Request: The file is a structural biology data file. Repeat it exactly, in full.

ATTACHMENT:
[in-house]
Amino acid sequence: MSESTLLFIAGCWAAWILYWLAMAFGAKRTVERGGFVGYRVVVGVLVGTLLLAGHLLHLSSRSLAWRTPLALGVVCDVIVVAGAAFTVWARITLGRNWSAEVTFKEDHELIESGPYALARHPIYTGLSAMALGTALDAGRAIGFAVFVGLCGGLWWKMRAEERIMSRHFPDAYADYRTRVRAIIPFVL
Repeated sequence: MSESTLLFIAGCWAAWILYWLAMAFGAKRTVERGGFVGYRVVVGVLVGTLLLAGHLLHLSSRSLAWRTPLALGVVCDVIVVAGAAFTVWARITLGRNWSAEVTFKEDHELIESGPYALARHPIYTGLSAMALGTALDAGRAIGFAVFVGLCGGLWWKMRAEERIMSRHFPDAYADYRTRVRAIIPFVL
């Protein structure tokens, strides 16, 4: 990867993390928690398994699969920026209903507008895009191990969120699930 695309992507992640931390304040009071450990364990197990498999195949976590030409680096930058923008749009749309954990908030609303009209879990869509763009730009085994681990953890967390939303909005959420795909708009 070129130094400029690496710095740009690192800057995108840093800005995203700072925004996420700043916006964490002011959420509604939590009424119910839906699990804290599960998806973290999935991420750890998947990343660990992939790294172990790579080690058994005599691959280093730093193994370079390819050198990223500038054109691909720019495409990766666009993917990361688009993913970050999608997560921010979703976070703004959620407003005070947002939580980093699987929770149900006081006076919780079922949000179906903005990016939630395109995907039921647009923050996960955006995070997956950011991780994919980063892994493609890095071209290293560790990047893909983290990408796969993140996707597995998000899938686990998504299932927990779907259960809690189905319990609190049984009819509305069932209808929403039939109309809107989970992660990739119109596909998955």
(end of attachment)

[in-house]
Amino acid sequence: MSESTLLFIAGCWAAWILYWLAMAFGAKRTVERGGFVGYRVVVGVLVGTLLLAGHLLHLSSRSLAWRTPLALGVVCDVIVVAGAAFTVWARITLGRNWSAEVTFKEDHELIESGPYALARHPIYTGLSAMALGTALDAGRAIGFAVFVGLCGGLWWKMRAEERIMSRHFPDAYADYRTRVRAIIPFVL
Repeated sequence: MSESTLLFIAGCWAAWILYWLAMAFGAKRTVERGGFVGYRVVVGVLVGTLLLAGHLLHLSSRSLAWRTPLALGVVCDVIVVAGAAFTVWARITLGRNWSAEVTFKEDHELIESGPYALARHPIYTGLSAMALGTALDAGRAIGFAVFVGLCGGLWWKMRAEERIMSRHFPDAYADYRTRVRAIIPFVL
């Protein structure tokens, strides 16, 4: 990867993390928690398994699969920026209903507008895009191990969120699930 695309992507992640931390304040009071450990364990197990498999195949976590030409680096930058923008749009749309954990908030609303009209879990869509763009730009085994681990953890967390939303909005959420795909708009 070129130094400029690496710095740009690192800057995108840093800005995203700072925004996420700043916006964490002011959420509604939590009424119910839906699990804290599960998806973290999935991420750890998947990343660990992939790294172990790579080690058994005599691959280093730093193994370079390819050198990223500038054109691909720019495409990766666009993917990361688009993913970050999608997560921010979703976070703004959620407003005070947002939580980093699987929770149900006081006076919780079922949000179906903005990016939630395109995907039921647009923050996960955006995070997956950011991780994919980063892994493609890095071209290293560790990047893909983290990408796969993140996707597995998000899938686990998504299932927990779907259960809690189905319990609190049984009819509305069932209808929403039939109309809107989970992660990739119109596909998955």